Local News

Iconic nuisance mistletoe at home around Highlands County

SEBRING - For the past 10 years and up to the past two weeks, they've been working hard to kiss it goodbye,

In the Sun 'n Lake community, a rash of rampant mistletoe growth has been parasitically making mulch of some species of trees along its Deer Run golf course.

And because of the general lack of knowledge or concern for mistletoe, often associated with Christmas frivolity and an excuse for a smooch, the plant doesn't get the attention other invasive and pest plants - kudzu for example - get when it comes to curbing its spread there and throughout Highlands County.

A plant species of the family santalaceae, indigenous to Great Britain, much of Eurasia, mistletoe has had free reign over attaching itself to a host of trees, mostly smooth-barked like ficus, live oaks and water oaks. They are distinguished by green leaves, stems and white berries - each with a sticky seed inside, poisonous to humans.

According to the University of Florida Institute of Food and Agricultural Sciences, the American or oak mistletoe - "Phorandendron serotinum" - only grows in deciduous trees, which shed their leaves annually. In Florida, mistletoe is most commonly found in laurel oaks, elms, hackberries, sycamores and wild cherry trees. A mistletoe plant usually lives for eight to 10 years and the longer the mistletoe is attached, the more the host tree weakens and declines in health.

The Sun 'N Lake Improvement District of Sebring - an approximately 12-square-mile family-oriented neighborhood of approximately 7,500 full-time residents homes has now been experimenting with different methods of keeping the plant from spreading. With the assistance of Avon Park's Crosson And Payne Tree Service LLC, Greg Griffin, Sun 'N Lake director of public works, has been using two methods of containing and trying to eliminate the nuisance plant. For mildly-infected trees, the mistletoe is being pruned and cut out; for heavily-infested trees, a growth inhibitor is being sprayed to allow the trees to reclaim some of the nutrients lost to the ever-hungry mistletoe.

The most effective way to control mistletoe and prevent its spread, said Griffin, is to prune out infected branches as soon as the parasite appears. He equated mistletoe to human cancer: it's life-threatening if left untreated but if detected early, the chances of recovery for a tree is good.

"If you see mistletoe, call an arborist, have it cut out. It's less expensive than removing an entire tree," he said. "You can have gorgeous trees and before you know it, they can be completely covered."

Griffin said for Sun 'N Lake or residents of any other part of the county, they should contact an arborist or tree service to find out the severity of the infestation and what to do about it. He said Sun 'N Lake began treating its infected trees about four weeks ago with one application, trial-run of growth-inhibiting herbicide. He estimates about 200 old-growth, smooth-barked trees around the Deer Run course are still infested; the community's other golf course, Turtle Run doesn't seem to have the problem. He said rough-bark trees such as scrub oaks and long-leaf pines, don't attract the mistletoe, speculating the acidity of those trees may be why.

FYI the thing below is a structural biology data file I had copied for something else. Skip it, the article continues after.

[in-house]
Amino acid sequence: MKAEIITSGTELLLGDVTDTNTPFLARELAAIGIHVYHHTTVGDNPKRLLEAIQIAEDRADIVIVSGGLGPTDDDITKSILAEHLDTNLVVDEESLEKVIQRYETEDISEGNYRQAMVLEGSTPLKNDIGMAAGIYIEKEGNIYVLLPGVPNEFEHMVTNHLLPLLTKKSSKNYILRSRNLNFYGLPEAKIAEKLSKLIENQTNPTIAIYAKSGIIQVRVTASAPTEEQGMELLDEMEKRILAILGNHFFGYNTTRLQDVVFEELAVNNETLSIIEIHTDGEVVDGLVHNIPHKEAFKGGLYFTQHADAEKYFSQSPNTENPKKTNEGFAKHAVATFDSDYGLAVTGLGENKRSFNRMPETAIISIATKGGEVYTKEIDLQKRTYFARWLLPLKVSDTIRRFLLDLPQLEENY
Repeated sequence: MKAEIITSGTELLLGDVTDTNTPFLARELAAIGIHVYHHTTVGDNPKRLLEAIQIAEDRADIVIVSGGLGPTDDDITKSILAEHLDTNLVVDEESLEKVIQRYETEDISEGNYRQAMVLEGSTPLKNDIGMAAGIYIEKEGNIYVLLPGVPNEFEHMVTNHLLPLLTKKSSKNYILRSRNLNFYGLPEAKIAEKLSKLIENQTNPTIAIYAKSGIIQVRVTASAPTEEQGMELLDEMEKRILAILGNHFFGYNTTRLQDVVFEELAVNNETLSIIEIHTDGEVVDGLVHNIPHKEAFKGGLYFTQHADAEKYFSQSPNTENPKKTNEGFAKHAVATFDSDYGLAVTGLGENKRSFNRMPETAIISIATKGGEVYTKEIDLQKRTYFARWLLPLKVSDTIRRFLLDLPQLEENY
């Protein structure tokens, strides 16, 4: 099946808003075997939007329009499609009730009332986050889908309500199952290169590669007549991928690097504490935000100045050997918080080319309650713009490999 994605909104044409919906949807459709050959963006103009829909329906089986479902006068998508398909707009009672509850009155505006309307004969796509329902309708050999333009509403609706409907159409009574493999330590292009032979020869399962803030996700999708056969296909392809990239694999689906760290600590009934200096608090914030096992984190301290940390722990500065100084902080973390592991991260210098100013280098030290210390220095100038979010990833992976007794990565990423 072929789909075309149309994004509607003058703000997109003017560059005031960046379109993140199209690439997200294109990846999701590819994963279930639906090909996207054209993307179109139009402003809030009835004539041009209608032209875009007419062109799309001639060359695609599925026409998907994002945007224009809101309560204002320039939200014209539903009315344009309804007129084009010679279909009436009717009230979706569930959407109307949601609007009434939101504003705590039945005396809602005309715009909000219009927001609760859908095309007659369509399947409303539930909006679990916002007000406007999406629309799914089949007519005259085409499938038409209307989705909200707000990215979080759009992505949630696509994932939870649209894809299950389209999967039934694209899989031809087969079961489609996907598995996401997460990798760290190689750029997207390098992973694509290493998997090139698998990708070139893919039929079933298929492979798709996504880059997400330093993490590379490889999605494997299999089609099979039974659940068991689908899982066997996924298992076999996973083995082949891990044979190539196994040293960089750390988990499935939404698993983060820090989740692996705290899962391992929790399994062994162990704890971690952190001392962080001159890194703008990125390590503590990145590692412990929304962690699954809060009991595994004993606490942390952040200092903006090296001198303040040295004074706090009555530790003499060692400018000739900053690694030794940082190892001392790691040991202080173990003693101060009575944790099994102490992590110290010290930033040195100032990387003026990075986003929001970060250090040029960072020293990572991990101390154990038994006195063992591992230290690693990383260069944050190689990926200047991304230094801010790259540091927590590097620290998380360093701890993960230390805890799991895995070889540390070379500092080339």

The eventual goal is to stop the spread, grow and replace trees that have to removed.

"It's going to be a long-term management process. It's going to take 10 years to grow and replace trees. In the meantime, we're trying to knock the mistletoe back and keep existing trees viable," he said.

During an outing to look at infected trees Thursday, Travis Crosson, Cross and Payne Tree Service owner, said his company has been battling mistletoe in Sun 'N Lake for about 17 years. He said its mostly spread through the droppings of birds who eat the plant's berries. He said once the mistletoe's roots invade a tree branch, roots take over and it chokes the limb off from nutrients causing it to eventually die and fall off.

Crosson said if a homeowner spots mistletoe's dark clumps, they should be cut from at least two feet behind on large-diameter limbs or remove the limb entirely if it doesn't affect the look of the tree. He said remove the roots by pruning the infested branch at least six inches below the spot where the mistletoe is attached.

Another method is to use specialized growth regulating chemical and applying it to the mistletoe when the host tree is dormant, usually from December to early February, otherwise, it would damage the tree.

Crosson said older trees can live 10 to 15 years with mistletoe before dying.

"It's a non-stop battle. We have a lot of wooded areas in this county. The best thing to do is to monitor it in areas and get it contained as fast as possible," he said. "If I have a way for people to keep their trees for the rest of their years, that would be huge. It's emotional for them; it's not even about the money for me," he said.

As Crosson stated, the mistletoe problem is far from confined to just Sun 'N Lake.

David Austin, urban horticulture and master gardener coordinator for the Highlands County Extension office, said mistletoe can be found countywide, especially among laurel oaks and cherry laurel. He said there are no exact figures of the spread of the parasitical plant but using a tree service to cut out infected branches is the best first step to saving a tree.

"Once they're infected in the trunk of the tree, it pretty much goes," he said.

For information, contact Highlands County Extension, (863) 402-6540 or see www.highlands.ifas.ufl.edu.


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